M. R. Shirazi, S. W. Harun, K. Thambiratnam, M. Biglary, and H. Ahmad, Microwave Opt. Technol. Lett. 49, 2656 (2007).
[CrossRef]

Alouini, M.

Baili, G.

Baney, D. M.

Biglary, M.

M. R. Shirazi, S. W. Harun, K. Thambiratnam, M. Biglary, and H. Ahmad, Microwave Opt. Technol. Lett. 49, 2656 (2007).
[CrossRef]

Cho, K.

Chodorow, M.

Debut, A.

Dolfi, D.

Geng, J.

Harun, S. W.

M. R. Shirazi, S. W. Harun, K. Thambiratnam, M. Biglary, and H. Ahmad, Microwave Opt. Technol. Lett. 49, 2656 (2007).
[CrossRef]

Heras, C.

Heras, C. D.

J. M. Subías Domingo, J. Pelayo, F. Villuendas, C. D. Heras, and E. Pellejer, IEEE Photon. Technol. Lett. 17, 855 (2005).
[CrossRef]

Huignard, J.-P.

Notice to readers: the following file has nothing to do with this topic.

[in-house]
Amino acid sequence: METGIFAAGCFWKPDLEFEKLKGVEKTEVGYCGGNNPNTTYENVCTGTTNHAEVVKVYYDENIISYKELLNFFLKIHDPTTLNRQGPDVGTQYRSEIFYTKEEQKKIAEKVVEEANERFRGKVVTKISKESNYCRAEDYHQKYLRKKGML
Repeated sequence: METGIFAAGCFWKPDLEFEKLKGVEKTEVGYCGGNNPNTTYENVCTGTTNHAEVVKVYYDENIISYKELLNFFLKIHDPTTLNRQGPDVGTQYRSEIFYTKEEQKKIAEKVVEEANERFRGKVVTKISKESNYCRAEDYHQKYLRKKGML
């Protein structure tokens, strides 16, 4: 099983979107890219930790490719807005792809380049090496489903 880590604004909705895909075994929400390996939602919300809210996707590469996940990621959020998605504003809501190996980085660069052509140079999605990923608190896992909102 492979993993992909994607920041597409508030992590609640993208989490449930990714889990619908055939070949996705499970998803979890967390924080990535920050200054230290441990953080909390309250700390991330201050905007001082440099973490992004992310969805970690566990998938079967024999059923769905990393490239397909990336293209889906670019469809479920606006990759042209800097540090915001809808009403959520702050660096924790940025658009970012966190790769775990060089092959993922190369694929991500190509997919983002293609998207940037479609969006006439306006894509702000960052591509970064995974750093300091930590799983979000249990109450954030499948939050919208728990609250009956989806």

Jiang, S.

Kang, M. H.

Kikuchi, K.

T. Okoshi, K. Kikuchi, and A. Nakayama, Electron. Lett. 16, 630 (1980).
[CrossRef]

Kim, B. Y.

Law, J. Y.

Lee, D. H.

Lee, S. S.

Lyu, G. Y.

Molin, S.

Nakayama, A.

T. Okoshi, K. Kikuchi, and A. Nakayama, Electron. Lett. 16, 630 (1980).
[CrossRef]

Nicati, P.-A.

P.-A. Nicati, K. Toyama, and H. J. Shaw, J. Lightwave Technol. 13, 1445 (1995).
[CrossRef]

Okoshi, T.

T. Okoshi, K. Kikuchi, and A. Nakayama, Electron. Lett. 16, 630 (1980).
[CrossRef]

Park, C. S.

Pelayo, J.

C. Heras, J. Subías, J. Pelayo, and F. Villuendas, Opt. Express 15, 3708 (2007).
[CrossRef] [PubMed]

J. M. Subías Domingo, J. Pelayo, F. Villuendas, C. D. Heras, and E. Pellejer, IEEE Photon. Technol. Lett. 17, 855 (2005).
[CrossRef]

Pellejer, E.

J. M. Subías Domingo, J. Pelayo, F. Villuendas, C. D. Heras, and E. Pellejer, IEEE Photon. Technol. Lett. 17, 855 (2005).
[CrossRef]

Randoux, S.

Shaw, H. J.

P.-A. Nicati, K. Toyama, and H. J. Shaw, J. Lightwave Technol. 13, 1445 (1995).
[CrossRef]